- Records of complaints and appeals are kept in the Complaints and Appeals Register for a period of 5 years.
- Electronic data is backed-up and kept off-site.
Destruction of Records
The Responsible Manager is the only person who can authorise the destruction of records. The Responsible Manager identifies records for destruction from the Archive Box Records. The Responsible Manager provides the approved external storage provider with a work order to destroy identified documents. Records will only be authorised for destruction by the Responsible Manager after the retention period has lapsed. To ensure confidentiality, an external approved provider is employed to destroy records.
DGIDM audits and monitors internal staff on a regular basis to ensure the correct procedures are undertaken for access, handling and destruction of personal information.
Security is a basic element of information privacy. In Australia, this principle is reflected in the Privacy Act 1988 and the Privacy Amendment (Enhancing Privacy Protection) Act 2012. Benchmark College takes reasonable steps to protect the personal information held from misuse and loss and from unauthorised access, modification or disclosure.
Depending on the circumstances, those reasonable steps may include the implementation of a data breach procedures contained within this policy; notification of the individuals who are or may be affected by a data breach; and notification to the OAIC, may also be a reasonable step.
Appropriate security safeguards for personal information need to be considered across a range of areas. This includes maintaining physical security, computer and network security, communications security and personnel security. To meet information security obligations, DGIDM undertakes the following activities:
- Risk assessment – Identifies security risks to personal information held by the organisation and the consequences of a breach of security.
- Privacy impact assessments – Evaluates, in a systemic way, the degree to which proposed or existing information systems align with good privacy practice and legal obligations.
- Policy development – Reviews and updates the policy that implements measures, practices and procedures to reduce the identified risks to information security.
- Staff training – Trains staff and managers in security and fraud awareness, practices and procedures and codes of conduct.
- The responsible person or position – The Responsible Manager is the designated position within the organisation to deal with data breaches. This position has responsibility for establishing policy and procedures, training staff, coordinating reviews and audits and investigating and responding to breaches.
Policy and Procedure Review
- Records Retention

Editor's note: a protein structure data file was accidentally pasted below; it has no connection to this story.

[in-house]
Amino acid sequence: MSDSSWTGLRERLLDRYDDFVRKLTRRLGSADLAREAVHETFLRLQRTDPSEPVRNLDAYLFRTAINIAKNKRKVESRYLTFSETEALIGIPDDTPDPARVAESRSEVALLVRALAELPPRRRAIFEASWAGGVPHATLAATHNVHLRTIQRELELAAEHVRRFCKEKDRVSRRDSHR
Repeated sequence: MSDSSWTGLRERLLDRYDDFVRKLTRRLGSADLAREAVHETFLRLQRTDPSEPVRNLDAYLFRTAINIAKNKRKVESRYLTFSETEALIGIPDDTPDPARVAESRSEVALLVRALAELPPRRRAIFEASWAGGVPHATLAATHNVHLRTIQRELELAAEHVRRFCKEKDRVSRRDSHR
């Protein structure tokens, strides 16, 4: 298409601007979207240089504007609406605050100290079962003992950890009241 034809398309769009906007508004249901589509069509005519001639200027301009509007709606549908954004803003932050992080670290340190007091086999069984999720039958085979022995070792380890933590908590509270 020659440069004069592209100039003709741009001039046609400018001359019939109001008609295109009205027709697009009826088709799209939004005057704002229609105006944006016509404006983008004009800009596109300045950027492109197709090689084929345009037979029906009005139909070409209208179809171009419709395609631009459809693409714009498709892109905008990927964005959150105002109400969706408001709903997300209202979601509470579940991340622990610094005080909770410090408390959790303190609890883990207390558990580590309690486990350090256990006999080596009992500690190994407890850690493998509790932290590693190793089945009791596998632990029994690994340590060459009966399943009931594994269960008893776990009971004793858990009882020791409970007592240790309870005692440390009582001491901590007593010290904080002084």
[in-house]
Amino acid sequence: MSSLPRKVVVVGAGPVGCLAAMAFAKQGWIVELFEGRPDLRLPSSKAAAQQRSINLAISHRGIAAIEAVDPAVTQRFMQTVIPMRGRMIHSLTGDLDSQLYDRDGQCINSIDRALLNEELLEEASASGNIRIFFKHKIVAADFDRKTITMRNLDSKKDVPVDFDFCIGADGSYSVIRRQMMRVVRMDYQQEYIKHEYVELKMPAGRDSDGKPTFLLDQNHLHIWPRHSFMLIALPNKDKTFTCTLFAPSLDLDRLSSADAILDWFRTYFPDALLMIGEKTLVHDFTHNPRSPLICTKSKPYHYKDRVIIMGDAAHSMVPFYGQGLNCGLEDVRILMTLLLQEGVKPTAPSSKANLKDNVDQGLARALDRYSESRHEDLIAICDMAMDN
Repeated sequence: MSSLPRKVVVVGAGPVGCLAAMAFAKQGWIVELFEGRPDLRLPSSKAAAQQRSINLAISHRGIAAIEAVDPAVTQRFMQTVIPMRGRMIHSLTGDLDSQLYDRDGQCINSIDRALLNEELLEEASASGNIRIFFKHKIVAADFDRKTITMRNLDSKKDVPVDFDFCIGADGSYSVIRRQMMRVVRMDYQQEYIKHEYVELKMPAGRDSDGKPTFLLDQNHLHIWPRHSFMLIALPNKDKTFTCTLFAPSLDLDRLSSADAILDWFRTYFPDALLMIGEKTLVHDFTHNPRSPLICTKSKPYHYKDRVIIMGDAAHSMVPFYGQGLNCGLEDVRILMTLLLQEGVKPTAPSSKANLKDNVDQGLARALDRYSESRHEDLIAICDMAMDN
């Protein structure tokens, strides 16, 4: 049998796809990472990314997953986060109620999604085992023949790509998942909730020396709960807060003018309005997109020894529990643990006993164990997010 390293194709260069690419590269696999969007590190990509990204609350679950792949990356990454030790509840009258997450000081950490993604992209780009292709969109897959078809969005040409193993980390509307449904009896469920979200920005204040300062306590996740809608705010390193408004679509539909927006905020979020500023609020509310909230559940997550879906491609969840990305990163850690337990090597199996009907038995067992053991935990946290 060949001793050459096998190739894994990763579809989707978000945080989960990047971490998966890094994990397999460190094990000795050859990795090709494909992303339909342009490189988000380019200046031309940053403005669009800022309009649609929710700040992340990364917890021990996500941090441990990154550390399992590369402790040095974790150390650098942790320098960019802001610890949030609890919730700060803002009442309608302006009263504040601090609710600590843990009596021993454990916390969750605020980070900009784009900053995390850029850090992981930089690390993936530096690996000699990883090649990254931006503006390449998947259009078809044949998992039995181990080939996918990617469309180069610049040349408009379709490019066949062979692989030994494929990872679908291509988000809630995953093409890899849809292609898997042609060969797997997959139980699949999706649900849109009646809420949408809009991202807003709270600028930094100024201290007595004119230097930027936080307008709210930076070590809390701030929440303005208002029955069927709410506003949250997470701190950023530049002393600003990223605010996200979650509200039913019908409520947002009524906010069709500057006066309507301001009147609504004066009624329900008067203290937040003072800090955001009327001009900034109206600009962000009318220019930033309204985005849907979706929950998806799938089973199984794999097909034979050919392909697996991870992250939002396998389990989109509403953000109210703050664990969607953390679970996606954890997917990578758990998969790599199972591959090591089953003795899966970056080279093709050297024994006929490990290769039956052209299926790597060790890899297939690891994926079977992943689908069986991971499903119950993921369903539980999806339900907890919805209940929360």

For information regarding records retention, please refer to the Records Retention Policy and Procedures
- Requests for personal information
Clients may request access to their personal information by calling DGIDM during office hours or sending a written request to DGIDM by email, facsimile or post (see contact details below). To protect the privacy of our clients and the privacy of others, DGIDM will ask for evidence of identity by requesting the following information:
- The client’s first name and last name (surname);
- Address, including post code; and
- Date of birth.
The staff person taking the enquiry will confirm this information is correct by accessing the client database system.
Once an individual’s identity has been verified, access will be provided in an appropriate manner within 30 days.
Step 1: Contain the breach and do a preliminary assessment
- Immediately contain the breach. Stop the unauthorised practice, recover the records, or shut down the system that was breached. If it is not practical to shut down the system, or if it would result in loss of evidence, revoke or change computer access privileges or address weaknesses in physical or electronic security.
- Assess whether steps can be taken to mitigate the harm an individual may suffer as a result of a breach.
- The Responsible Manager is made aware of the breach. The Responsible Manager determines who else needs to be made aware of the breach (internally and potentially externally) at this preliminary stage. Appropriate records of the suspected breach are maintained, including the steps taken to rectify the situation and the decisions made.
- Critical Incident Form is completed.
Step 2: Evaluate the risks associated with the breach
To determine what other steps are immediately necessary, the risks associated with the breach are assessed. The following factors are considered when assessing the risk(s):
- The type of personal information involved.
- The context of the affected information and the breach.
- The cause and extent of the breach.
- The risk of serious harm to the affected individuals.
- The risk of other harms.
Step 3: Notification
The particular circumstances of the breach are considered, and;
- Who should be notified and notify affected individuals
- What information should be included in the notification, and
- Who else (other than the affected individuals) should be notified.
Notification to the OAIC of a data breach occurs where the circumstances indicate that it is appropriate to do so:
- Contact Responsible Manager
Step 4: Prevent future breaches
- Monitoring of outcomes of critical review occurs through the Continuous Improvement Committee.